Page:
During the Second World war, Erik Lomax (Colin Firth), a British soldier, was captured by the Japanese and forced to build The Burma Railway aka the 'Death Railway'. Decades later and still haunted by nightmares, he sets out to find those responsible for his torture with the help of his wife (Nicole Kidman).

Truth of soldier's trauma needs no embellishment.

TORONTO INTERNATIONAL FILM FESTIVAL: The life story of Eric Lomax, a British prisoner of war tortured by the Japanese during World War II, has been covered from several angles. Lomax published his autobiography, The Railway Man, in 1995; that same year saw the release of a documentary about his experience, Enemy, My Friend, and a television dramatisation starring John Hurt. Now, less than a year after Lomax’s death (at age 93), comes the feature adaptation, in which Colin Firth plays Lomax and Nicole Kidman his wife Patti. Directed by Jonathan Teplitzky, The Railway Man focuses on Eric’s late-life marriage, suggesting it was love that pressed him to finally deal with his war experience.

traditional in tone and execution but modern in its resonance.

A gala presentation at this year’s TIFF, The Railway Man is traditional in tone and execution but modern in its resonance. Though post-traumatic stress disorder is a recognised psychiatric diagnosis, Western military institutions are only now beginning to address a new generation of veterans unable to function on returning home. In the United States, veteran suicides have reached all-time highs; effective treatments are either not available or not available enough. There also remains, in military culture, a stigma attached to asking for help. As The Railway Man shows, the culture of silence runs deep.

The Lomax we first meet is 60-ish and rumpled, a budding codger and practiced 'train enthusiast." His obsessive knowledge of the British rail system—which trains to take where, at what time, given any circumstance—suggests a mind vigilantly aware of its options, of the best way out. The railway offers Eric a world to organise, and on one particular trip it offers him Patti, a pretty brunette who takes an interest in Eric despite his rather flat, taciturn first impression. Soon the pair wed, and begin a surprise third act.

It’s then that The Railway Man jumps back to 1942, when Eric (delicately played by War Horse’s Jeremy Irvine) was a service officer stationed in Singapore. A vicious battle leads to the surrender of some eighty thousand British, Indian, and Australian troops, Eric among them. The Japanese put most of these men to work on a railroad stretching from Thailand through the Burmese jungle, and Teplitzky does not shy away from depicting the uncommon cruelty with which the Japanese ran their forced labour camps. We are meant to understand the kind of suffering that can turn healthy young men, as Eric says, into 'an army of ghosts." When the Japanese discover the radio receiver Eric managed to cobble together, he is singled out for two weeks of barbaric torture—beatings, a tiny bamboo cage, and mock-drowning viewers will recognise as 'waterboarding."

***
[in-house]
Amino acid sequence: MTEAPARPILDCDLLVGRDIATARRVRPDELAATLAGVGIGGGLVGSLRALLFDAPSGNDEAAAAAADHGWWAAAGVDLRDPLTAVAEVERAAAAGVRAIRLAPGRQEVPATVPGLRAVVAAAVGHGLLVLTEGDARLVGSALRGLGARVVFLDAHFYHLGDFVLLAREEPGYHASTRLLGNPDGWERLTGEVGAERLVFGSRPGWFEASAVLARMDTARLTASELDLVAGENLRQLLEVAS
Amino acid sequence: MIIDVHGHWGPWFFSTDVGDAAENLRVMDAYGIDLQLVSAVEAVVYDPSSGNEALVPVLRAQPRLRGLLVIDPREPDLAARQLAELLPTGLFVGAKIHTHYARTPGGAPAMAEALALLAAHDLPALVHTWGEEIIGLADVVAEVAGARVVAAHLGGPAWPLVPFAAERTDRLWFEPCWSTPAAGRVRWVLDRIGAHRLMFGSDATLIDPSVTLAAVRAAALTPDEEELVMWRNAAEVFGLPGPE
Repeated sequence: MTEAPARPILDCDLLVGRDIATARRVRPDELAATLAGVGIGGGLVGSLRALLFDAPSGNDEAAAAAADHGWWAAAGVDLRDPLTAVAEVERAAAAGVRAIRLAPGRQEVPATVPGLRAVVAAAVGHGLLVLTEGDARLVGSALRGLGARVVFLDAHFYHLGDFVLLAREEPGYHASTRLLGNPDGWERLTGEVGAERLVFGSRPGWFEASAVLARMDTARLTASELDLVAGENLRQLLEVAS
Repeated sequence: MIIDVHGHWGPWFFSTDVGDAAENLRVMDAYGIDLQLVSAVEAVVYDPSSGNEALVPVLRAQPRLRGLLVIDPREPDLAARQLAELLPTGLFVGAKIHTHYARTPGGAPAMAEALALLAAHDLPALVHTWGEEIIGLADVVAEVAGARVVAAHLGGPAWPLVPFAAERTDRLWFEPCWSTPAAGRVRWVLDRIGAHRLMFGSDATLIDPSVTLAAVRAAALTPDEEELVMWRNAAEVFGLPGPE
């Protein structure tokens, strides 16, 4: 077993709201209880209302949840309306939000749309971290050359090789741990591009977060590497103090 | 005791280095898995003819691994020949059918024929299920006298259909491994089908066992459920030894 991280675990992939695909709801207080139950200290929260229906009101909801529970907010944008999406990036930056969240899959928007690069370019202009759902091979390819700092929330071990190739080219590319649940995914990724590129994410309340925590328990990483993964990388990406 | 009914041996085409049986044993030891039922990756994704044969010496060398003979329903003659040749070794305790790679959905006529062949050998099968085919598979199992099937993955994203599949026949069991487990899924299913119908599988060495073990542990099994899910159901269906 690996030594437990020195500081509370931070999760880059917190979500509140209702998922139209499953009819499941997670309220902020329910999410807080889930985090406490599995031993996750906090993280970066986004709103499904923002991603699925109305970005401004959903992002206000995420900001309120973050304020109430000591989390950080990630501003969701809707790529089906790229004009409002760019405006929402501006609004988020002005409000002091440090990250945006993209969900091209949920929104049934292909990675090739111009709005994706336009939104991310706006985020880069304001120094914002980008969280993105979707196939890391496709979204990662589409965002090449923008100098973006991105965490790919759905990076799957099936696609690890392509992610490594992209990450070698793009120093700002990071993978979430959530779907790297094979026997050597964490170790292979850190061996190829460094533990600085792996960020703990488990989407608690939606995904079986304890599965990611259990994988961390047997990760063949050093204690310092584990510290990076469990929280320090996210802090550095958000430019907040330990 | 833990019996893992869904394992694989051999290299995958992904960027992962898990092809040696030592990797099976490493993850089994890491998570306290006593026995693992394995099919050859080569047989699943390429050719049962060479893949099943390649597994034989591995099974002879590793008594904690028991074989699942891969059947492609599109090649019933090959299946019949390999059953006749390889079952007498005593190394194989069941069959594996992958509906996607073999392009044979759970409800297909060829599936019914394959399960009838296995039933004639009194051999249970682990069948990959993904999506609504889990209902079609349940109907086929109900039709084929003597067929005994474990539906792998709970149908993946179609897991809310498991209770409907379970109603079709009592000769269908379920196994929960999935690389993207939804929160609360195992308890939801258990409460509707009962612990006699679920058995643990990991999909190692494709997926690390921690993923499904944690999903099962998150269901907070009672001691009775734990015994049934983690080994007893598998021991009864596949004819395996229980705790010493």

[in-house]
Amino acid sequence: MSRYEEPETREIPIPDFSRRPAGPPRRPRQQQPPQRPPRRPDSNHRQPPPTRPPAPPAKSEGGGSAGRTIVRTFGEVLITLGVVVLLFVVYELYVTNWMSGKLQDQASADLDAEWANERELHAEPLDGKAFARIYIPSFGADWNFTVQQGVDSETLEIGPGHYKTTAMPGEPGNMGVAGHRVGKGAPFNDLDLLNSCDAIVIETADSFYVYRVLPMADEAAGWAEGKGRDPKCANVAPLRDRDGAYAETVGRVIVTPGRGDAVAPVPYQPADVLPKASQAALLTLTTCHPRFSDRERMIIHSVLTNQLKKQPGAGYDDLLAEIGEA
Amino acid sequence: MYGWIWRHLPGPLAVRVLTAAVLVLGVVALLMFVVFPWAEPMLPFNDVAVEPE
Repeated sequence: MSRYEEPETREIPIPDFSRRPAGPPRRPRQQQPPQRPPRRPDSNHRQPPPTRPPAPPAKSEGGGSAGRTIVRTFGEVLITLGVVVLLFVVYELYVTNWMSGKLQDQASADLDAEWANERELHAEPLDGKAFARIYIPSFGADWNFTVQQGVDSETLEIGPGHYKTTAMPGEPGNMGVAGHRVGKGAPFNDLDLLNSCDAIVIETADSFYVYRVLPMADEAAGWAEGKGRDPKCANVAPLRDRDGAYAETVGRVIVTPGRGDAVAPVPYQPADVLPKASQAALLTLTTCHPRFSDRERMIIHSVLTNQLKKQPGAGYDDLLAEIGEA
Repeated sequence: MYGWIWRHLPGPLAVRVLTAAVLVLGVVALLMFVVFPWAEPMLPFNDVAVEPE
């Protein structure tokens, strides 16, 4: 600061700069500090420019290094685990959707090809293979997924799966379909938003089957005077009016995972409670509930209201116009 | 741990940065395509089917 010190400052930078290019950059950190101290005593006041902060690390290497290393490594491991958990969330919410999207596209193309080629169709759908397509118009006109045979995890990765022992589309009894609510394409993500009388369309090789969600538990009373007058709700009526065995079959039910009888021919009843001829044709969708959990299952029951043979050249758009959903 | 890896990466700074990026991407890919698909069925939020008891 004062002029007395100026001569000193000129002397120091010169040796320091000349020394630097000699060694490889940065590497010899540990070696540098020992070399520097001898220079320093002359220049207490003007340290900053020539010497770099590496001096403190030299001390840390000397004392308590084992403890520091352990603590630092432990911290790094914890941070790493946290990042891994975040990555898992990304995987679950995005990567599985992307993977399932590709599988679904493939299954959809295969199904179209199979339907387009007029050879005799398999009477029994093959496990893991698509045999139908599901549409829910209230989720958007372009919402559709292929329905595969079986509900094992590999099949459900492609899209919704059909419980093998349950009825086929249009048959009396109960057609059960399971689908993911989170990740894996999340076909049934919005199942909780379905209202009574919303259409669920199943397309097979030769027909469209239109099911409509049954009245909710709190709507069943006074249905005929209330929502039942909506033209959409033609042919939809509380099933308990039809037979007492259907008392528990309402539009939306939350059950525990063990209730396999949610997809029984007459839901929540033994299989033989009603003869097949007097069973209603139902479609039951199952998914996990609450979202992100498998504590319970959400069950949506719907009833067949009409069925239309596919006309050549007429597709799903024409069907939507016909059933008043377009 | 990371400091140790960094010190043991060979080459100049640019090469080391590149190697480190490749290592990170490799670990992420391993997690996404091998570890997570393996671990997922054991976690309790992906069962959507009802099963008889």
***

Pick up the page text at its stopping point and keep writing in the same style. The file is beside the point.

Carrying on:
Eric, still shaken by nightmares 40 years later, shuts down when Patti asks about Singapore, and sometimes lashes out. Patti seeks out Eric’s fellow veteran and best friend Finlay (Stellan Skarsgard), who tells her to back off: 'There are some things," he says, 'so humiliating and shameful that I’m not sure you’d ever want to talk about him." Despite being wildly out of fashion even in 1983, to me the statement makes a lasting sense. Trauma must be dealt with somehow, but reliving it for your wife is not necessarily the best or only option. (Lomax, who consulted on the film, indicated that he would not be interested in watching the finished result, lest the representation of his suffering reignite bad memories.)

Finlay presents another option: He discovers that one of their captors, a translator, is still alive and leading guided tours of the old labour camp. For me, this is where The Railway Man, which begins a little like Brief Encounter, then veers toward Bridge on the River Kwai (explicit references are made to both films), got a lot less complicated. The question of whether or not Eric will exact bloody revenge switches the film’s dramatic register a third time, leaving the viewer without a satisfying love story (Kidman is lovely in a role that asks too little of her) or a penetrating character study. This Lomax obituary suggests the script (adapted from Lomax’s memoir by Frank Cottrell Boyce and Andy Paterson) compresses and greatly exaggerates the eventual meeting between Lomax and his captor (played as an older man by Hiroyuki Sanada), and it does the story little good. It may have been better—for the film, its subject, and Firth’s sensitive performance—to honour Lomax’s life with something closer to the unadorned, remarkable truth.


Watch 'The Railway Man'

Saturday 29 August, 8:30pm on SBS World Movies
Sunday 30 August, 11:30pm on SBS World Movies

UK, 2013
Genre: Drama
Language: English
Director: Jonathan Teplitzky
Starring: Nicole Kidman, Colin Firth, Hiroyuki Sanada, Stellan Skarsgård, Marta Dusseldorp, James Fraser, Jeremy Irvine, Tom Hobbs

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